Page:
All Announcements


February 2017

Variations: Forecasting ENSO impacts in the California Current System

El Niño-Southern Oscillation (ENSO) events have far-reaching influence on the atmosphere and ocean that can dramatically impact marine ecosystems, including those along the West Coast of North America. The winter edition of Variations, joint with the US Ocean Carbon Biogeochemistry Program, features articles discussing the ability to predict these impacts. Join in for a webinar on February 15 at 12:00 p.m ET to hear the authors discuss their research. 

January 2017

Changing Arctic public event in Washington, DC

Scientists are actively addressing if and how changes in the Arctic are connected to extreme events across the mid-latitudes. In conjunction with a three-day workshop, US CLIVAR is partnering to host a public evening lecture and reception on this topic to take place February 2, from 6:00-8:00 p.m. Click on "read more" to RSVP. 

January 2017

US CLIVAR welcomes Sonya Legg as new chair of SSC

Sonya Legg, Princeton University, has been selected as the new chair of the US CLIVAR Scientific Steering Committee (SSC) to serve through 2017. The SSC chair directs US CLIVAR activities by advancing the Science Plan, identifying new opportunities for engagement, and serving as an ambassador for the program. 

January 2017

Year In Review: 2016 Research Highlights

From better understanding of the overturning circulation to more insight on the impacts of a warming climate, this collection of research highlights from 2016 features new science conducted by members of the US CLIVAR community. Check out this "Year In Review" and visit the Research Highlights section to learn more. 


December 2016

Abstract deadline Jan. 20 for the 2017 AMOC meeting

The 2017 AMOC Science Team Meeting will take place in Santa Fe, New Mexico from May 23-25, 2017. The meeting will serve to identify emerging research gaps and questions, provide updates on progress within the community, and discuss future opportunities and legacy activities as the Science Team plans to wrap-up in 2020. The meeting is open to all. Abstracts are due January 20.

November 2016

Variations: S2S Predictability of Extreme Weather

Society needs credible and usable forecasts of extreme and hazardous events on the subseasonal-to-seasonal (S2S) timescale, particularly as a warming climate amplifies these events. This edition of Variations aims to initiate that conversation by addressing the state of the science for using models to represent and predict extreme and hazardous events on S2S timescales. Also, tune in for a webinar to hear from the contributors on December 8.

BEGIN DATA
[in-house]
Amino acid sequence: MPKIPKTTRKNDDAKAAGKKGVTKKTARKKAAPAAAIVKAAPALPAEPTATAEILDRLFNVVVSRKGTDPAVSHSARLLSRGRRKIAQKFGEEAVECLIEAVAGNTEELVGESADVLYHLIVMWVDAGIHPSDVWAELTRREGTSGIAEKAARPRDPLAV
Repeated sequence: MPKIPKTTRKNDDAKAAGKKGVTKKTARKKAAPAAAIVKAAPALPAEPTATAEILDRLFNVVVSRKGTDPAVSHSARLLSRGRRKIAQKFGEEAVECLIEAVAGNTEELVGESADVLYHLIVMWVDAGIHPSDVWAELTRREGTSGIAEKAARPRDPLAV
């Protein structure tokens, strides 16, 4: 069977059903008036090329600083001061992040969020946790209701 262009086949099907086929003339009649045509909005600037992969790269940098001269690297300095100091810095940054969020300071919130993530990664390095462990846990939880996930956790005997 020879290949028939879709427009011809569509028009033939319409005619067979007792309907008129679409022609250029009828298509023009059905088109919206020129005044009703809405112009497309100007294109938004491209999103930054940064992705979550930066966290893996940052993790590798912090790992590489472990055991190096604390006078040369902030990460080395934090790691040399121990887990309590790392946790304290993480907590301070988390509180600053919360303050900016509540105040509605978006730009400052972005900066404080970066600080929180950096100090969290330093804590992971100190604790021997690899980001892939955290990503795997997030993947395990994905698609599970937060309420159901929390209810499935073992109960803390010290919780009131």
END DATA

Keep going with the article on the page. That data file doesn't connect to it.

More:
November 2016

Process Study webinar series for 2016/17

The PSMI Panel is organizing a webinar series on proposed and current process studies from November 2016 to March 2017. The goals of this webinar series are to provide feedback on the plans and distill programmatic lessons learned. The webinars are open to the entire community. To see the complete list of process studies and information on how to join, visit the read more link. 

October 2016

Call for new US CLIVAR Panel members

The US CLIVAR Scientific Steering Committee seeks qualified individuals to serve on its three subsidiary panels beginning in 2017. Panel members formulate science goals and implementation strategies, catalyze and coordinate activities, and work with agencies and international partners to advance the progress of the climate research community. Nominations or self-nominations are due December 2, 2016. 

October 2016

Variations webinar series

Join us for our next webinar in the Variations series on October 12 at 12:00 p.m. EDT. The theme is Probing the Past for Keys to the Future and will feature: K. Halimeda Kilbourne, U. Maryland Center for Environmental Studies; Kaustubh Thirumalai, U. Texas at Austin; and Alan Wanamaker, Iowa State U. Read the edition of Variations below. 

October 2016

Variations, Summer 2016: Probing the Past for Keys to the Future

The Atlantic Meridional Overturning Circulation (AMOC) has a profound impact on the climate system. But how AMOC has behaved in the past and how it will evolve in the future could be better addressed with longer observational records. Natural archives – such as marine sediments, ice cores, cave deposits, and biogenic calcium carbonate – of Earth’s past may provide a way forward without having to wait multiple decades or centuries for the observational record to become long enough.